The installation and cost of so-called ‘robot trees’ in Cork city centre has been defended by the City Council who say it is part of a broader programme to tackle air pollution.
Installation of the five high-tech CityTrees is under way at St Patrick Street and on the Grand Parade.
The city’s Green Party councillors have welcomed the initiative, but critics accused the local authority of nothing more than ‘green-washing’ or misleading the public.
According to the Environmental Protection Agency, air pollution is responsible for up to 1,300 deaths in Ireland each year.
Costing €350,000 and maintenance for the year, the CityTrees are 4 metre wooden structures, covered in mosses designed to filter harmful pollutants, such as fine dust particles and nitrogen oxides (NOx), from the air.
The moss acts as a filter to ‘trap’ and ‘eat’ fine dust, making it a sustainable and regenerative fine dust filter.
The City Council says scientific studies show the CityTrees – which have also been installed in other European cities such as London and Berlin – can clean about 80% of fine dust in the immediate vicinity.
The CityTrees also have in-built sensors to collate air quality data for analysis, and 40-inch TV screens to share information about air quality in the city, as well as in-built public seating.
David Joyce, Cork City Council’s Director of Operations has defended the cost and the installation of the CityTrees.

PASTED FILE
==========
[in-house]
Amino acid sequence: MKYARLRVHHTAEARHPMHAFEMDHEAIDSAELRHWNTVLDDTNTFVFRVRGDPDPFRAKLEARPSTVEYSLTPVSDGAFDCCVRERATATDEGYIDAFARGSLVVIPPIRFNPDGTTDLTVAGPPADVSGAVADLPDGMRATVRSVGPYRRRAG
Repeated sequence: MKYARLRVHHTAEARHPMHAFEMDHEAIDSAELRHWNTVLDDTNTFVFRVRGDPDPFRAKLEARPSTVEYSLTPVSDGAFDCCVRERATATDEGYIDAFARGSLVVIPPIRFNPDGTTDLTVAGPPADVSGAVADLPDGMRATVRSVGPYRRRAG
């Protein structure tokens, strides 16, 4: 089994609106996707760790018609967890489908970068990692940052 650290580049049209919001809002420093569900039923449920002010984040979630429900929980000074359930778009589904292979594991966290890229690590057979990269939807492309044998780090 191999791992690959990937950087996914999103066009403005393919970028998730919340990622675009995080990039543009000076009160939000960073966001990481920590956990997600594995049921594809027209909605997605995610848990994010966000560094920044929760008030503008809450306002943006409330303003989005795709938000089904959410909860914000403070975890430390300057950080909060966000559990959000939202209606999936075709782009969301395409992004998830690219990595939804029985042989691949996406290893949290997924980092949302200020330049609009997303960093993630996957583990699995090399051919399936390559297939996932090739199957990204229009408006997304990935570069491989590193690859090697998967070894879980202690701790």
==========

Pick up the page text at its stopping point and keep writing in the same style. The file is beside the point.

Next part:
He said that they work as a compliment to trees, not a replacement for them and unlike trees which do very little to combat air pollution caused by fine dust, these mosses can filter and digest it in a natural way.
“The CityTrees provide a site-specific solution to the challenge of air pollution and are one of a suite of actions in Cork’s Air Quality Strategy. Air pollution is a public health concern and Cork City Council is the first local authority in the country to progress such a strategy,” he said.
Mr Joyce added that the City Council has planted over 1,300 trees in the past year, and a Tree Officer for the city has been appointed.
But atmospheric scientist Dean Venables, a researcher at the Centre for Research into Atmospheric Chemistry at UCC, is critical of the costs to the taxpayer and the effectiveness of the project.
He said that while the CityTrees may clean the air in the immediate vicinity of the constructions, they would have no discernible impact on overall air quality in the city.
“I like that Cork City Council are trying to do something innovative in terms of air quality and that air quality is on the agenda for the Council,” he said.
“I don’t like these trees because they are trying to remove pollutants and that’s not going to be an effective approach.
“In terms of air quality what we really have to do is remove pollution at its source.”
Green Party Cork City Councillor Dan Boyle has welcomed the new infrastructure, but said “whether it is something that will be publicly identified and accepted, we will have to see, but I think the job it seeks to do is a job that needs to be done.”
The project is one of 500 such projects in 11 counties funded by the Government in its July stimulus plan in response to the Covid-19 crisis.